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The Dining Is Do-It-Yourself

The Seafood Hot Pot Buffet gives patrons all the fixings for a meal that's exactly to their liking.

March 08, 2001|LINDA BURUM | SPECIAL TO THE TIMES

At San Gabriel Square, herb connoisseurs buy primo ginseng at hundreds of dollars an ounce, and knowledgeable gourmands shop for top-quality fish at the mall's palatial Chinese supermarket, where it's sold live and wriggling, straight from the fish tanks. This is the nucleus of the most intense concentration of Chinese eating in the Western hemisphere, and it's where I've been re-educating my palate for the last decade.

On the mall's second floor, I discovered Muslim-style sesame bread at Tung Lai Shun, sampled Chiu Chow-style goose at the Nice Time Deli and learned why Chu's hand-swung noodles were worth a drive from almost anywhere in Southern California. Any visit would always turn up great new eating discoveries.

The square's newest tenant, Seafood Hot Pot Buffet, has been mobbed since it opened. The restaurant one-upped the local competition by combining three dining trends raging through the Chinese community: tabletop hot-pot cooking, all-you-can-eat buffet service and seafood. The meals include unlimited helpings from a cooked-food buffet and from another selection of raw foods for your hot pot.

As you're seated, you pass through a whirlwind of activity in the vast tile-floor dining room, where everyone acts quite at home. Enshrined in a booth, a grandmotherly lady instructs the diners at her table. At another, a tiny child intently scoops the center out of the dumplings his mother has placed in front of him.

At every table, people are busily swishing vegetables in broth, fishing out noodles or shrimp, or grilling meat and slathering it with sauce. Like novice Iron Chefs, they concoct the meals of their dreams from the same huge selection of ingredients.

Learning the Basics of Tabletop Cooking

Once you're seated, a waiter delivers a portable stove and a hot pot to your table for you to cook in (a grill costs $1 extra per diner). Plain broth fills one half of the pot; highly charged peppery broth fills the other. If you don't want such a spicy broth, ask the waiter to give you diluted hot broth or all plain broth. The centerpiece of the meal (and the only item here that isn't all-you-can-eat) is a large platter of beautiful, sweet-tasting raw shrimp in the shell.

The M.O. is: Look and learn. We discovered the ladles, soup spoons, bowls and rice we needed--none were on the table--by watching more experienced buffet enthusiasts helping themselves from carts near the buffet lines. (We never did figure out where to get the tongs we saw being used.) I learned about the condiments by watching a man take peanut sauce in one bowl and mix a lethal-looking blend of chiles in oil with soy sauce in another for his table. Our waiter did tell us about the Bud on tap for 99 cents (otherwise the information is available only on a sign on the wall written in Chinese).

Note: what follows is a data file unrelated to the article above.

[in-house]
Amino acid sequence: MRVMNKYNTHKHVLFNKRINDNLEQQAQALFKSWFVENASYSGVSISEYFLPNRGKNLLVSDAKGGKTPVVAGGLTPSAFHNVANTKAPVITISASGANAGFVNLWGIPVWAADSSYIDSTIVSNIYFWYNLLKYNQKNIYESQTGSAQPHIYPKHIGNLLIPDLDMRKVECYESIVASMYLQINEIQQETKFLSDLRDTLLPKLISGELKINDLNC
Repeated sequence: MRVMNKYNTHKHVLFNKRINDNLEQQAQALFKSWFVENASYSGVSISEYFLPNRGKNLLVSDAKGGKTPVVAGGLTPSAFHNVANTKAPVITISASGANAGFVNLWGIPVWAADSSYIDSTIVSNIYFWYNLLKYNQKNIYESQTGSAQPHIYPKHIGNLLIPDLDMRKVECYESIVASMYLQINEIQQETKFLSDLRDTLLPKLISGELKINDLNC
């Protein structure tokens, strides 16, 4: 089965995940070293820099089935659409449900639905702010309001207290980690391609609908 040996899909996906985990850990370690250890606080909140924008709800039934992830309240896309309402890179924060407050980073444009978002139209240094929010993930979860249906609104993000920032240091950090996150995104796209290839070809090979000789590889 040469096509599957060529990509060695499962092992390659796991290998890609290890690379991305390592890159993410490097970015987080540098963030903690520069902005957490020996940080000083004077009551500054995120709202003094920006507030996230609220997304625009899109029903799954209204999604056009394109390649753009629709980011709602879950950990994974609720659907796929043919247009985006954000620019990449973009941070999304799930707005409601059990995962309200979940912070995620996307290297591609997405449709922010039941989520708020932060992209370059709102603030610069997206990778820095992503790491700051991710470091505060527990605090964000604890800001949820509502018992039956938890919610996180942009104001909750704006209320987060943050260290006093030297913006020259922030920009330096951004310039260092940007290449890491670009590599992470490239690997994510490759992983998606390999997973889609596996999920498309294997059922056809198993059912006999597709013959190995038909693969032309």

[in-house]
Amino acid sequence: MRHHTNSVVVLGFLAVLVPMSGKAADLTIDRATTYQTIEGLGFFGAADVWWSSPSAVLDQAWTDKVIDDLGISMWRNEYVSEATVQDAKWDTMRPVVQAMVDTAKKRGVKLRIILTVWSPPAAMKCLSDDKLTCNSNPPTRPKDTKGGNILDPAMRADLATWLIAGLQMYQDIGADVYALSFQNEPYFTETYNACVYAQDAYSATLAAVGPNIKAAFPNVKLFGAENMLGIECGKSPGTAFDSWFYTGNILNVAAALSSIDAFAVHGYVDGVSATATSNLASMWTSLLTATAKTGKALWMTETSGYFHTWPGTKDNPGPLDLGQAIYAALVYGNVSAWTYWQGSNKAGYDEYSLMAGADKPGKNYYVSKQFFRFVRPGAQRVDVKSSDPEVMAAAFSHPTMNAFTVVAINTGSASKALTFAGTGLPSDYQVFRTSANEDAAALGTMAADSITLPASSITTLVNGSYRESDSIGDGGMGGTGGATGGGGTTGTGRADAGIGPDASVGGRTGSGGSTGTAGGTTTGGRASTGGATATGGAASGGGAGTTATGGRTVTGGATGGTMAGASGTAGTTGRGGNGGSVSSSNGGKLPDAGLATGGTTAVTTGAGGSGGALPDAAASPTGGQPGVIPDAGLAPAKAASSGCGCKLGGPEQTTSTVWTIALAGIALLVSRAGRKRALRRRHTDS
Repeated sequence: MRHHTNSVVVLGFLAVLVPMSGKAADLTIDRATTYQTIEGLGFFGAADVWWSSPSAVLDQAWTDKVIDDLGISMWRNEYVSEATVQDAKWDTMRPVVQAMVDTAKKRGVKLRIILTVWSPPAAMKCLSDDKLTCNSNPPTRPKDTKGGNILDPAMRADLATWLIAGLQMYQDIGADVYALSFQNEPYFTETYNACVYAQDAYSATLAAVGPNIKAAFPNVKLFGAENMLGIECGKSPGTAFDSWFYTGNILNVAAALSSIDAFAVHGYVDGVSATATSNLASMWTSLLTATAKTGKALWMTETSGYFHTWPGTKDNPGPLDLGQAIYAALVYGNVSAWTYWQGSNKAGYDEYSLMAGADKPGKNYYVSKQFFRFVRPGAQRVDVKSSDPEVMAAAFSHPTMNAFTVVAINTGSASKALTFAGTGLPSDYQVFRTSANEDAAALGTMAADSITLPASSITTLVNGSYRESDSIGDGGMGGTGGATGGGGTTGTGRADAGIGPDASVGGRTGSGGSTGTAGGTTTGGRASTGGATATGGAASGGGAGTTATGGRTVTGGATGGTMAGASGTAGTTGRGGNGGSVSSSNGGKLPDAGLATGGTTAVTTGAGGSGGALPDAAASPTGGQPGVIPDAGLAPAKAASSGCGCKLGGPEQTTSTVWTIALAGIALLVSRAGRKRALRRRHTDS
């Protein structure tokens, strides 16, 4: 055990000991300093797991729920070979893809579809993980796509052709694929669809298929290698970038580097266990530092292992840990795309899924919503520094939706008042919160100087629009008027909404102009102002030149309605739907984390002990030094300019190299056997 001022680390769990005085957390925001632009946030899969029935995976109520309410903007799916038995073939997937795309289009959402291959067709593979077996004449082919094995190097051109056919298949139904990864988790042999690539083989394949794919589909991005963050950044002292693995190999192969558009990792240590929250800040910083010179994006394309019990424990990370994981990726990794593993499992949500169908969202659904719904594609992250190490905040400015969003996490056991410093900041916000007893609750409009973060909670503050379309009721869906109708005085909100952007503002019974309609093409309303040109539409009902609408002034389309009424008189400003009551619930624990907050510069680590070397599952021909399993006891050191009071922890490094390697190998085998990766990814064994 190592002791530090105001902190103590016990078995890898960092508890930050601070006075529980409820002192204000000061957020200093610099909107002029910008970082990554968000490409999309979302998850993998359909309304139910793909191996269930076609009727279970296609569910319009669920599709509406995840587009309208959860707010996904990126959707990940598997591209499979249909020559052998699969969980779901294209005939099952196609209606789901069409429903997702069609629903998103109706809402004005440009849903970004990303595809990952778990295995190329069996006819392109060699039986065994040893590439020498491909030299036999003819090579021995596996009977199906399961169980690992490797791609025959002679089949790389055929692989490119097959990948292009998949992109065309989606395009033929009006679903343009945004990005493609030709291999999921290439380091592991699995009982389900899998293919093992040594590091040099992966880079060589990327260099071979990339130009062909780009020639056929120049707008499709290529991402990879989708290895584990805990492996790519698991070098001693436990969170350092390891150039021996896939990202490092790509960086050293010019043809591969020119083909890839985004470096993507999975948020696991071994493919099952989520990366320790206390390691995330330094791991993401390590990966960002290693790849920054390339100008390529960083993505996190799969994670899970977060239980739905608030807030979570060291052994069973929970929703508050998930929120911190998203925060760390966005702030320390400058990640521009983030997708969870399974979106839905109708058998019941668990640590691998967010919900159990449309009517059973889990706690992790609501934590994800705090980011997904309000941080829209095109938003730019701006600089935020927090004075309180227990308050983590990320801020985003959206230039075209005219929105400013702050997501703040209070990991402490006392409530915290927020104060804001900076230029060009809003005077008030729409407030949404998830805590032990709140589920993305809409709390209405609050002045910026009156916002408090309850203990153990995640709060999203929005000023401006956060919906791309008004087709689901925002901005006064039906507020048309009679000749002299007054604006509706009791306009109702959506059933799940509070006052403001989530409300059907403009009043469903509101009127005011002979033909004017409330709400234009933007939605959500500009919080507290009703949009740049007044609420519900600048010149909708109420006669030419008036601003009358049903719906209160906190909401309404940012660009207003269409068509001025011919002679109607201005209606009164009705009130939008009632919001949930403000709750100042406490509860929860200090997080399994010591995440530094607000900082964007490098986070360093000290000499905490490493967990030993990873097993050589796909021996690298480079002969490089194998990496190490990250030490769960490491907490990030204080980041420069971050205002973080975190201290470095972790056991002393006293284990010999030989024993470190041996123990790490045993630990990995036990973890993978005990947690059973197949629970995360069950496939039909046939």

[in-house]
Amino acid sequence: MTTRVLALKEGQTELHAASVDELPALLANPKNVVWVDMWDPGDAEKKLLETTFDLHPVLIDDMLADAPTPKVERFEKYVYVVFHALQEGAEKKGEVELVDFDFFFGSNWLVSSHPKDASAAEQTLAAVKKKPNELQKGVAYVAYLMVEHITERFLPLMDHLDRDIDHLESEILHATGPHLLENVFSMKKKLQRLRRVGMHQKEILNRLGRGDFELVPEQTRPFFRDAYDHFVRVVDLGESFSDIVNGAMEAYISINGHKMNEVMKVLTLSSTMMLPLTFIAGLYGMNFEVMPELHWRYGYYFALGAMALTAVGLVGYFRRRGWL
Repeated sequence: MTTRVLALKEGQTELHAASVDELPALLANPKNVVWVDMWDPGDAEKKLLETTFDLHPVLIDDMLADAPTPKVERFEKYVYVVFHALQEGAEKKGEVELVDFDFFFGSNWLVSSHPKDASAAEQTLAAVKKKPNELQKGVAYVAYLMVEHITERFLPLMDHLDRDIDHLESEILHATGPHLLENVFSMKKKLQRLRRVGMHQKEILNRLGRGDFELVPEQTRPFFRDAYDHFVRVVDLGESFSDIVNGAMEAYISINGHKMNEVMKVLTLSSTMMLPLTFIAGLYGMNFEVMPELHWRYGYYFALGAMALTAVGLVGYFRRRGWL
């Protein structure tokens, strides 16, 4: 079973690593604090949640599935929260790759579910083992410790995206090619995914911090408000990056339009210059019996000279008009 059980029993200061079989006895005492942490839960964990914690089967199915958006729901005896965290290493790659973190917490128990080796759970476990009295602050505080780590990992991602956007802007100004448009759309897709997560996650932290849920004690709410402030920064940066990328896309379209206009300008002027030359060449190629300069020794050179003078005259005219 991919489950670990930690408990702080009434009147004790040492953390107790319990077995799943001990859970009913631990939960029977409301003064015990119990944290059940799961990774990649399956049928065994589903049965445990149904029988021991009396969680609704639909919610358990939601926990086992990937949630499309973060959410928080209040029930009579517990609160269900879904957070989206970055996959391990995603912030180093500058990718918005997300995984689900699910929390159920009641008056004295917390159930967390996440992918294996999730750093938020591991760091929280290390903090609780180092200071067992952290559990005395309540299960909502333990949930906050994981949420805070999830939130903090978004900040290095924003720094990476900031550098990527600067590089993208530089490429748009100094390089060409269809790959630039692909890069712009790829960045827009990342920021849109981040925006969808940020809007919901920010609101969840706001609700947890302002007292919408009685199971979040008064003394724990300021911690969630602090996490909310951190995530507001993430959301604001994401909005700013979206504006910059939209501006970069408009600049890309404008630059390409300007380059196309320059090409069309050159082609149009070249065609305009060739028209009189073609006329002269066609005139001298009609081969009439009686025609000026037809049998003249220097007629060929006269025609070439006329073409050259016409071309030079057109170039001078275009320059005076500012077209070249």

Don't dismiss the cafeteria-style prepared-food line. Among the over-cooked chow mein and soggy stews are treasures such as fat sushi rolls wrapped in smoked salmon, and warm mussels topped with a mayonnaise and flying-fish roe sauce.

At the raw ingredients bar, you may discover that Seafood Hot Pot Buffet is something of a misnomer. Among the fantastic panorama of ingredients is just about every sort of protein. The lavish display is filled with not just fish and shellfish, but chicken, meat, meatballs, gluten and tofu in various guises. Some meats are marinated; others, frozen and shaved wafer-thin, stand in pink curls.

Another table holds lush heaps of greens, including baby mustard and spinach. A small, easy-to-miss refrigerated cabinet holds several kinds of noodles, vegetarian products and two kinds of pot stickers. These are best cooked after other ingredients have flavored the broth in your hot pot.

Dessert? Of course. Fresh fruit, gelatin and a do-it-yourself Chinese sundae of ice garnished with sweetened beans, jellies and, if you like, condensed milk or syrup.

The couples, huge family groups and packs of Asian teens who frequent the restaurant for its bargain meals don't seem to mind taking a number for a table (aside from peak weekend hours, the wait isn't usually long). Children under 4 feet high--parents will surely be glad to hear--pay half price.

Making a good meal here takes a certain amount of ingenuity, which some may find lots of work. Others will think it's fun.

* Seafood Hot Pot Buffet, 140 W. Valley Blvd., No. 212, San Gabriel Square, San Gabriel, (626) 289-2899. Open 11 a.m. to 1 a.m. daily. Beer and wine. Visa and MasterCard. Parking lot. Lunch buffet, $5.99; dinner buffet, $9.99 ($10.99, weekends and holidays).

* What to get: Hot Pot.

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